Monday, March 21

WELCOME BACK, everybody - and I hope you had a wonderful Spring Break! Today is Monday. Week 8 of the class is now over. Monday morning, until noon, is the grace period if you forgot to do any of those end-of-week assignments. Week 9 will begin tomorrow - and those assignments are available now if you want to get started.

Storybook stack. As always on Monday, I will have a huge bunch of assignments in the Storybook stack waiting for me to look at. The first thing I will do on Monday morning when I get to work is to update the list of items in the Storybook stack. So, after 8 a.m. or so on Monday, you will be able to check the contents of the stack to make sure I received your assignment. I will be reading and reply to the assignments in the order they were turned in. Especially because of the long Spring Break and the email maintenance OU IT did over the weekend, you really should check the stack to make sure I have received your assignment!

Fall 2011 enrollment. Most of the students in these classes are graduating seniors (congratulations!!!) - but for those of you who will enrolling for Fall semester, I wanted to give you a chance to reserve a place in one of the online classes that I teach, if you are interested. The online courses all fill up very fast, but if you let me know BY THURSDAY of this week that you would like to take one of these classes in the Fall, I will reserve a space for you. You can get more information about each of the three classes here: 2003 World Literature (lower-div. Gen. Ed. Western), 3043 Myth-Folklore (uper-div. Gen. Ed. Western), and 4993 Indian Epics (upper-div. Gen. Ed. Non-Western). Please make sure you contact me to reserve a space if you think you want to enroll. I will gladly reserve a place for anyone who wants one, but you need to let me know BEFORE enrollment starts!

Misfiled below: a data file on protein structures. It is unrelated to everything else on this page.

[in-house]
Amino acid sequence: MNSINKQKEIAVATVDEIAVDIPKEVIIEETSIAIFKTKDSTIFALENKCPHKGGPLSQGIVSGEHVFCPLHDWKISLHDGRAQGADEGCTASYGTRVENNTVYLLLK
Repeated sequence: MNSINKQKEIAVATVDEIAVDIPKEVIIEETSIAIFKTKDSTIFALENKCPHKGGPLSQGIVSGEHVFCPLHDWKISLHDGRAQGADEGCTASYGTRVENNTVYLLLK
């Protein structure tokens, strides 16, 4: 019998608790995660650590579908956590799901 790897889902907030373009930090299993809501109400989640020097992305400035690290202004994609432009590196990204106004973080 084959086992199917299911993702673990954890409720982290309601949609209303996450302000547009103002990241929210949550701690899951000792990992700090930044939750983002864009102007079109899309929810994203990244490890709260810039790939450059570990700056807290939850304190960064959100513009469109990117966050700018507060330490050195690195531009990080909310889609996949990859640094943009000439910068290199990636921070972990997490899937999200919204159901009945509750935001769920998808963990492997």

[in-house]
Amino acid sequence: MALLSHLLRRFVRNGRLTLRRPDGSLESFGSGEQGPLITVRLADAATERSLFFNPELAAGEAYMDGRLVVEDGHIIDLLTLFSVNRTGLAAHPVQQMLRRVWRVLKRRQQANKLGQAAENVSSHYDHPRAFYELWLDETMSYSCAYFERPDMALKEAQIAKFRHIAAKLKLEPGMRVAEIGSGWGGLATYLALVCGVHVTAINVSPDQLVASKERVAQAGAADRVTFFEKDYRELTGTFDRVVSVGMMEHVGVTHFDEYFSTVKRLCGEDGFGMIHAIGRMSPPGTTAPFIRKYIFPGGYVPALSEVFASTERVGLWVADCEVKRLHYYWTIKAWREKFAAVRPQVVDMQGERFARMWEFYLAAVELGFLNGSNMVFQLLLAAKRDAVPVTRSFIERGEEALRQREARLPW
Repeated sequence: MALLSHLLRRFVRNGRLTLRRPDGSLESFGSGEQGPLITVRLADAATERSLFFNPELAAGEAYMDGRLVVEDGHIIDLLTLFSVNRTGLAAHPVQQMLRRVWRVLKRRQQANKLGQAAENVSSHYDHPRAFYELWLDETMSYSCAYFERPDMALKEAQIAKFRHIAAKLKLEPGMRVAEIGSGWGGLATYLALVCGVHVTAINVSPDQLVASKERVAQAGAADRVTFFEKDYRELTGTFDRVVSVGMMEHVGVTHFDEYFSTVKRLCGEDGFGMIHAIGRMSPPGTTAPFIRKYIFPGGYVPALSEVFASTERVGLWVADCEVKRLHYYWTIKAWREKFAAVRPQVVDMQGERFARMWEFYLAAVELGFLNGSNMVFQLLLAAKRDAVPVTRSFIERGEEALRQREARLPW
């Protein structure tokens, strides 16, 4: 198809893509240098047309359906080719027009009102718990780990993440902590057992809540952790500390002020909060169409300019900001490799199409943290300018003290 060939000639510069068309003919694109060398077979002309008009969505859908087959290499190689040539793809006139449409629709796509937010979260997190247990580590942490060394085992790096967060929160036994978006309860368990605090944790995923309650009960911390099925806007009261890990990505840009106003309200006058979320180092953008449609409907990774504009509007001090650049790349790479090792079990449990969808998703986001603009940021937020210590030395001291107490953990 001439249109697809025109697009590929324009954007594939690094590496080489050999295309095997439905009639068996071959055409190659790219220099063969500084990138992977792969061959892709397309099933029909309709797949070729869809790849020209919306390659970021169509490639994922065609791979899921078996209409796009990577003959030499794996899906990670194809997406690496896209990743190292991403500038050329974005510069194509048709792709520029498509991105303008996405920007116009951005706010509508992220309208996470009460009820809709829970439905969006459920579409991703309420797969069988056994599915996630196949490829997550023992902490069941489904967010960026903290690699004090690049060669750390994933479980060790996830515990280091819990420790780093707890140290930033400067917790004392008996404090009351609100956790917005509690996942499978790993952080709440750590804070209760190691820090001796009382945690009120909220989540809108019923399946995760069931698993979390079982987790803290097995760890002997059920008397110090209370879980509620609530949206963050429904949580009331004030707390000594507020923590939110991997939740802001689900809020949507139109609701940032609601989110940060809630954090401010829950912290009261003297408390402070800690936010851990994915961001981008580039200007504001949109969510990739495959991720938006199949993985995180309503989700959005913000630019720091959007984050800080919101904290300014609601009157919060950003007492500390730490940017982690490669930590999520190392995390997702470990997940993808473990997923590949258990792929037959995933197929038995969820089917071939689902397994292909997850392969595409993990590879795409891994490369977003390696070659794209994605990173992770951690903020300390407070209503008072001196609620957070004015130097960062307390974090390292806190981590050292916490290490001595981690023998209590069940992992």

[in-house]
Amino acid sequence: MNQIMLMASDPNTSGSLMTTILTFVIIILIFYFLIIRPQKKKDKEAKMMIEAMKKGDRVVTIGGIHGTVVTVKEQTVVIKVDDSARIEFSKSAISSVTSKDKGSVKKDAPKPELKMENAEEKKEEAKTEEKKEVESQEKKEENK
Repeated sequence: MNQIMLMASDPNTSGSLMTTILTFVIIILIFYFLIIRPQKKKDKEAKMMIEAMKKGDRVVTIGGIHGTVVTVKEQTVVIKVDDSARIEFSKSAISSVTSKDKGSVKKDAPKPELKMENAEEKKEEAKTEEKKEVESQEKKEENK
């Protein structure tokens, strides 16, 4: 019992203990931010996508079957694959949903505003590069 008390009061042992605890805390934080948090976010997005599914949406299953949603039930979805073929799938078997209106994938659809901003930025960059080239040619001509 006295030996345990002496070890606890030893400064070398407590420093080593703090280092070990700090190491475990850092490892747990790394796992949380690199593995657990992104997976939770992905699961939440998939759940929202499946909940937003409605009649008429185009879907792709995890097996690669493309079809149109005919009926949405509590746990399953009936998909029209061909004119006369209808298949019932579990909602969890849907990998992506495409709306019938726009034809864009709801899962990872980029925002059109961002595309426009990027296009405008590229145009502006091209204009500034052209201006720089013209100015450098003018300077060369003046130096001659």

March 21: Peter Brook. Today is the birthday of the visionary playwright and film director, Peter Brook; you can read about his career and accomplishments in this Wikipedia article. Some of his more famous films are Lord of the Flies and Marat/Sade, and my favorite is the monumental production he did of the Mahabharata - definitely worth watching in the 6-hour version (although there is a 3-hour version as well). Below you can see Vyasa and the elephant-headed god Ganesha (image source):